And by the way, if you look for East Paterson, New Jersey on a current map, you won’t find it. In 1973, the town’s name was changed to Elmwood Park.


  1. I love the unique layout. they should have stuck with. Too bad the headquarters is gone though. Looks like a great modern building.

  2. A planogram is a detailed plan for shelving of particular SKUs. They've been around since at least the early 70s.

    The layout of the store seems wasteful of space. National Tea had a rounded store with a somewhat less radical aisle layout. It was built as a prototype in New Orleans in the 70s. It was later converted to a more conventional layout.

  3. Food Lion and some later Kash-N-Karry locations adopted a round prototype a few years back, during the period Kash-N-Karry differed from Food Lion in name only. It's definately less radical than the Grand Union layout, which would have been better suited to creative use of otherwise ackward urban real estate, but hardly a suburban plaza. I doubt the Hannaford-like Sweetbay(Kash-N-Karry's successor) will continue to build the round store, but the design seems well suited to Food Lion.

  4. Didi - I'd love to have seen the thing, and was surprised to find it gone.

    Anonymous - The Kash and Karry's are all being converted to Sweetbay, right?

  5. The conversion of Kash-N-Karry to Sweetbay was completed this summer.
    I've yet to see one, but the format sounds more like the upmarket format used by Hannaford in New England. Even the cornucopia symbol and Hannaford font is used for Sweetbay. Overall, they will have to prove they offer comparable service and quality to Publix, which slipped in service of the last decade.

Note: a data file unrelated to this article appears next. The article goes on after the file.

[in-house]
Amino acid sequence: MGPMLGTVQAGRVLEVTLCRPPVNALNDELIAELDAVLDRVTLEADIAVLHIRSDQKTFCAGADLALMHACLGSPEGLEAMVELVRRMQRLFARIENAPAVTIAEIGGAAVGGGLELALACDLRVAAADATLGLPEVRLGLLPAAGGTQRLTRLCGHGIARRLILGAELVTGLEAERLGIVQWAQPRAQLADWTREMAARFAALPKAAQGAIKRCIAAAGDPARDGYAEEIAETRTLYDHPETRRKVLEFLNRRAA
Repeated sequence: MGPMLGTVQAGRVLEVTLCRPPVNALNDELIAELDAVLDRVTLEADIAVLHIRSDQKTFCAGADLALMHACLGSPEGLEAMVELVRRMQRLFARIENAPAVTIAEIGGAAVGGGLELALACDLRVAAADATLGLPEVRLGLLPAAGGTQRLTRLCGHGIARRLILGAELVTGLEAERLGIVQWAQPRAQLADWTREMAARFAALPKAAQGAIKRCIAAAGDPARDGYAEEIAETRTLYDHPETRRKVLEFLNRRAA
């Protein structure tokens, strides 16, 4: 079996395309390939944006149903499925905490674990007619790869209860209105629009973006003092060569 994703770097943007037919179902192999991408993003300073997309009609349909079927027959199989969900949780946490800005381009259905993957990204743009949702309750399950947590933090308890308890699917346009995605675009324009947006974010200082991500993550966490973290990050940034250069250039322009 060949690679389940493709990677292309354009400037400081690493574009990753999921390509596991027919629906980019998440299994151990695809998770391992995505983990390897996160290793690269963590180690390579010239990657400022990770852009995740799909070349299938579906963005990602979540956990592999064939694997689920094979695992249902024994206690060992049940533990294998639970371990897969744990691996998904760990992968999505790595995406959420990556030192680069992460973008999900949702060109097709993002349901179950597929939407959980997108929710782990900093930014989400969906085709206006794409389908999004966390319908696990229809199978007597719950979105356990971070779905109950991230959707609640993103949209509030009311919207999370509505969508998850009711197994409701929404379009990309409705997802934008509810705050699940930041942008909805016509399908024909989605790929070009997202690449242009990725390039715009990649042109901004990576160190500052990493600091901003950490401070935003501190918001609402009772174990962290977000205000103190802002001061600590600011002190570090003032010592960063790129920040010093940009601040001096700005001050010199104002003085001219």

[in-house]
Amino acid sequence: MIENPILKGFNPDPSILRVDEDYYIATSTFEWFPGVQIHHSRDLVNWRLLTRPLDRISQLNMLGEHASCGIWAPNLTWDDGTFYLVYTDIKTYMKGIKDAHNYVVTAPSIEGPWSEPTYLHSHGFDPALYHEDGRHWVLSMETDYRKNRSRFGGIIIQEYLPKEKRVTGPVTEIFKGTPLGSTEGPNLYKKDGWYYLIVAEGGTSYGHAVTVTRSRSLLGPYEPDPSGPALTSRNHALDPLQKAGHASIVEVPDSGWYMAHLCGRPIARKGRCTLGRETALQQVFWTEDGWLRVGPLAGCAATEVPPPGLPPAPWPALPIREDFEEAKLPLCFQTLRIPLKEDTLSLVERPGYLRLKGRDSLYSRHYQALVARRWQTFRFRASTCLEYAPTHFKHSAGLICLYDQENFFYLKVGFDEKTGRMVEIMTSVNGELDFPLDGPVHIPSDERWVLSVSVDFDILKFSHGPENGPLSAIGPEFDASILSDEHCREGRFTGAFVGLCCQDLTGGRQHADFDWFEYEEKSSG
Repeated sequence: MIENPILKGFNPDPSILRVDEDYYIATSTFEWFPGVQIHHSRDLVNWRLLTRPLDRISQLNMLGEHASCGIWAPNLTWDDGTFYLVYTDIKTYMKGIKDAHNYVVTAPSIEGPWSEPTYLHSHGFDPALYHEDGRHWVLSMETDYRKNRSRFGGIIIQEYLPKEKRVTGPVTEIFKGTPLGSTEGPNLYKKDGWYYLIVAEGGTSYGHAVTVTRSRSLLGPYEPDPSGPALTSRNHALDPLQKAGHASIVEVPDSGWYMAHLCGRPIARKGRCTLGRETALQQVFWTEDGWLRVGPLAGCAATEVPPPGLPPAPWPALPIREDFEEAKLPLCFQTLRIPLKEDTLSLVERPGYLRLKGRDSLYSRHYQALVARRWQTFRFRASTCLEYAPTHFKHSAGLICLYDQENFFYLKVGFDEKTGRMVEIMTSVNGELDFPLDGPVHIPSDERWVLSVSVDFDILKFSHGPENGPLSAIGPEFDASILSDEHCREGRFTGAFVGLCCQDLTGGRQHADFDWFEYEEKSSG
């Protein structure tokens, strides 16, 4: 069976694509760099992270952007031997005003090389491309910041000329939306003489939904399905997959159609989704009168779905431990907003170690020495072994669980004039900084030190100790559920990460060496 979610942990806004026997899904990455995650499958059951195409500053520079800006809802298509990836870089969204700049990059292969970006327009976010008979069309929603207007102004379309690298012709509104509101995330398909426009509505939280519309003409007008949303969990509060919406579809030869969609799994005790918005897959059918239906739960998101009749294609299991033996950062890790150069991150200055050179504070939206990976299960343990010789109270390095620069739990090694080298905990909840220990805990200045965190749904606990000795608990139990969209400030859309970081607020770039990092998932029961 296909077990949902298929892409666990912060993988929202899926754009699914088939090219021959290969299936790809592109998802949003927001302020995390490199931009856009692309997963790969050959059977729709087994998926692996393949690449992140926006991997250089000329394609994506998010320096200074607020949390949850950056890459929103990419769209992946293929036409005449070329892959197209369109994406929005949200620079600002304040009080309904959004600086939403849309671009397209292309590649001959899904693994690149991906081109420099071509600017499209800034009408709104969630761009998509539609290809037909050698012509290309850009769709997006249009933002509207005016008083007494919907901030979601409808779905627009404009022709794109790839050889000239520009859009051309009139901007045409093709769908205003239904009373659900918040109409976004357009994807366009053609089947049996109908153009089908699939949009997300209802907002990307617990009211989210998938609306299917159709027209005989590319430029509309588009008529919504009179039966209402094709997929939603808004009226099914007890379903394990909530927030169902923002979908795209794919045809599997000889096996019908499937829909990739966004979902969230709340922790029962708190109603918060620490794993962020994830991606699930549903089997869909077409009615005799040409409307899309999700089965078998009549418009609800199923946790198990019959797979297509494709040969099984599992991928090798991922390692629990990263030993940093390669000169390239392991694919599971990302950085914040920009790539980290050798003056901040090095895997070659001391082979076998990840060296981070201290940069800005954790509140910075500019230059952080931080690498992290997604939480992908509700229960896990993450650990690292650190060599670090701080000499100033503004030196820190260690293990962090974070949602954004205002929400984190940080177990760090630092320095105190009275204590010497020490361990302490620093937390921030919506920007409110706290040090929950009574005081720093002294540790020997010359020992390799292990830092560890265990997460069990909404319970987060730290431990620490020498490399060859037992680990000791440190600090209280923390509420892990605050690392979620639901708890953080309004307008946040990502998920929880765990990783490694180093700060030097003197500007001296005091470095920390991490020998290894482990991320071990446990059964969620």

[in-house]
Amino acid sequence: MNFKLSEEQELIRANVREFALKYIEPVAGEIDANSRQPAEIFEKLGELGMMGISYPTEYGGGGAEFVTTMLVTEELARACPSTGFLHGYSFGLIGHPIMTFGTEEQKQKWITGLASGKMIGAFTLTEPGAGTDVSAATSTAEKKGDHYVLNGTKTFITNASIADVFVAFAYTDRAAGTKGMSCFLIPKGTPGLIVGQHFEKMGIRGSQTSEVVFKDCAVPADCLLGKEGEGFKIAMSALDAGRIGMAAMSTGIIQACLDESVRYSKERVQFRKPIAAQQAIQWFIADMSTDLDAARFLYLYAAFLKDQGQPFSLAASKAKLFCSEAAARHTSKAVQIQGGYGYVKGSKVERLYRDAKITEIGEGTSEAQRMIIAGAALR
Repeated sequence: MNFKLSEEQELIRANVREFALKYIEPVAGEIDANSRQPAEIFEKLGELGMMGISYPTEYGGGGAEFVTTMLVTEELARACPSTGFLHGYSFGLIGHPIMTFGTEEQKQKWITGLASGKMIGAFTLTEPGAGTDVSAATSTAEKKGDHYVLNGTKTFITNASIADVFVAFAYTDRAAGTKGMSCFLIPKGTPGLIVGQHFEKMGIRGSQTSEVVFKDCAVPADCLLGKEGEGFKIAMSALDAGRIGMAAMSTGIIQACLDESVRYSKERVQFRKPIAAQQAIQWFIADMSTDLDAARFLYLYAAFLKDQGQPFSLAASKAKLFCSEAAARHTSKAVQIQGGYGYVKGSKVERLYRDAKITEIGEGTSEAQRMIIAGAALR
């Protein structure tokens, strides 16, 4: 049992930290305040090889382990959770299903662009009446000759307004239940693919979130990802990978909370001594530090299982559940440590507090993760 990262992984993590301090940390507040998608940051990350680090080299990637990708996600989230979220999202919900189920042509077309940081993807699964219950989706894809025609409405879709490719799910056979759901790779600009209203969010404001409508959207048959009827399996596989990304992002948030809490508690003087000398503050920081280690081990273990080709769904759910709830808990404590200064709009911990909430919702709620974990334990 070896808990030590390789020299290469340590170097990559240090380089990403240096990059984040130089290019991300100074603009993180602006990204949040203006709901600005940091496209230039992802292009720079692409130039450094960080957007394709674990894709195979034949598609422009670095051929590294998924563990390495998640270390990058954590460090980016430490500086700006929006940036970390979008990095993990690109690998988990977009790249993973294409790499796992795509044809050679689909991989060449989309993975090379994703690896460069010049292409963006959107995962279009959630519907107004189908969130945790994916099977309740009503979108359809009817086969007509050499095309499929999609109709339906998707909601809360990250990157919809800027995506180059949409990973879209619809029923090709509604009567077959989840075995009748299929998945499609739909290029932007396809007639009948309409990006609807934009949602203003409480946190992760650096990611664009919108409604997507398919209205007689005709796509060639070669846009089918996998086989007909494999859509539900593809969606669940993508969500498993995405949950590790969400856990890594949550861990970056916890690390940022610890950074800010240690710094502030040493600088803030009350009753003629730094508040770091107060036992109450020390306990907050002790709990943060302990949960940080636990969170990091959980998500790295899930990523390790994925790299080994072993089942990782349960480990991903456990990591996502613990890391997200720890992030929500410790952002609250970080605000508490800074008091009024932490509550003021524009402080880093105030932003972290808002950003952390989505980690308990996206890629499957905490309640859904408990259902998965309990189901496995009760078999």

BTW, many of the Gulf Coast Grand Union's became Kash-N-Karry's after Grand Union exited South Florida in the 80's.

  6. I was surprised and extremely happy to find this page because from October of 1987 until April of 2001 I worked at the Elmwood Park Grand Union. In fact, I was the last employee to leave that building. Unfortunately I was let go when the company went out of business, and as much as I hated working there, I miss it like hell and I'd go back in a second. I have a few pictures of the store that I took the day we closed the doors. I could email them to you if you'd like.

    -John, Elmwood Park

  7. John - That would be fantastic. I love hearing from folks who worked in these places! You can email them to me at:

    Looking forward to posting them!


  8. Dave,

    Sorry for the email in addition to the comment. I didn't think the comment actually went through. I'll scan the pics and send them as soon as I get a chance. The Elmwood Shopping Center was a huge part of my life growing up. I wish I could find someone who has some pictures of the other stores that were there. It was great to see the pic from 1966 because you can actually see the Grand Way, which I remember from when I was a little kid. Keep up the good work!


  9. The women's store was called Canadien's. Mr. L was actually a mens store and a separate boys store, both related to Lobels and the Lobel family that operated the childrens store. Mr L for Boys and Lobels were the headquarters for parochial school uniforms for Bergen and Passaic counties. I worked at the boys and mens stores for many years throughout high school and college. Many fond memories and great stories...